To evaluate yoga’s impact on inflammation, mood, and fatigue.
A randomized controlled 3-month trial was conducted with two post-treatment assessments of 200 breast cancer survivors assigned to either 12 weeks of 90-minute twice per week hatha yoga classes or a wait-list control. The main outcome measures were lipopolysaccharide-stimulated production of proinflammatory cytokines interleukin-6 (IL-6), tumor necrosis factor alpha (TNF-α), and interleukin-1β (IL-1β), and scores on the Multidimensional Fatigue Symptom Inventory-Short Form (MFSI-SF), the vitality scale from the Medical Outcomes Study 36-item Short Form (SF-36), and the Center for Epidemiological Studies-Depression (CES-D) scale.
Immediately post-treatment, fatigue was not lower (P > .05) but vitality was higher (P = .01) in the yoga group compared with the control group. At 3 months post-treatment, fatigue was lower in the yoga group (P = .002), vitality was higher (P = .01), and IL-6 (P = .027), TNF-α (P = .027), and IL-1β (P = .037) were lower for yoga participants compared with the control group. Groups did not differ on depression at either time (P > .2). Planned secondary analyses showed that the frequency of yoga practice had stronger associations with fatigue at both post-treatment visits (P = .019; P < .001), as well as vitality (P = .016; P = .0045), but not depression (P > .05) than simple group assignment; more frequent practice produced larger changes. At 3 months post-treatment, increasing yoga practice also led to a decrease in IL-6 (P = .01) and IL-1β (P = .03) production but not in TNF-α production (P > .05).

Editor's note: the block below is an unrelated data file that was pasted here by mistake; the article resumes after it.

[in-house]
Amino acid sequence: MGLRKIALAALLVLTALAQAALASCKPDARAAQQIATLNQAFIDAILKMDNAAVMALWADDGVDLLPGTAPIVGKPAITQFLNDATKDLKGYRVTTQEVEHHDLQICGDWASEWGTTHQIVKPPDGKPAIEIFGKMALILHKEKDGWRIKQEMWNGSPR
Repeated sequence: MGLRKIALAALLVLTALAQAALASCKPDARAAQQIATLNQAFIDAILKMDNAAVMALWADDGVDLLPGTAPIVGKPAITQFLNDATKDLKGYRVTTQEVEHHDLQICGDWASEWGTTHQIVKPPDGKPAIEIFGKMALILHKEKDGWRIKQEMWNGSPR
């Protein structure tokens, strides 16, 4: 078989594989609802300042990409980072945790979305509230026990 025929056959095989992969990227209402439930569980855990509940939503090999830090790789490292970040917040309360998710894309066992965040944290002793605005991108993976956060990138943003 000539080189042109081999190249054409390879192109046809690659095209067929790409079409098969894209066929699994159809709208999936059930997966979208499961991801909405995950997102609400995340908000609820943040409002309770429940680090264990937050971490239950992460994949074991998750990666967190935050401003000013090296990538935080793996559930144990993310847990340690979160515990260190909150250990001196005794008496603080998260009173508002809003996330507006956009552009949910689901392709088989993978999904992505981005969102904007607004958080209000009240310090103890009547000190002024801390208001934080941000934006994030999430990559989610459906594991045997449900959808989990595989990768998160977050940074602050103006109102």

Conclusion Chronic inflammation may fuel declines in physical function leading to frailty and disability. If yoga dampens or limits both fatigue and inflammation, then regular practice could have substantial health benefits.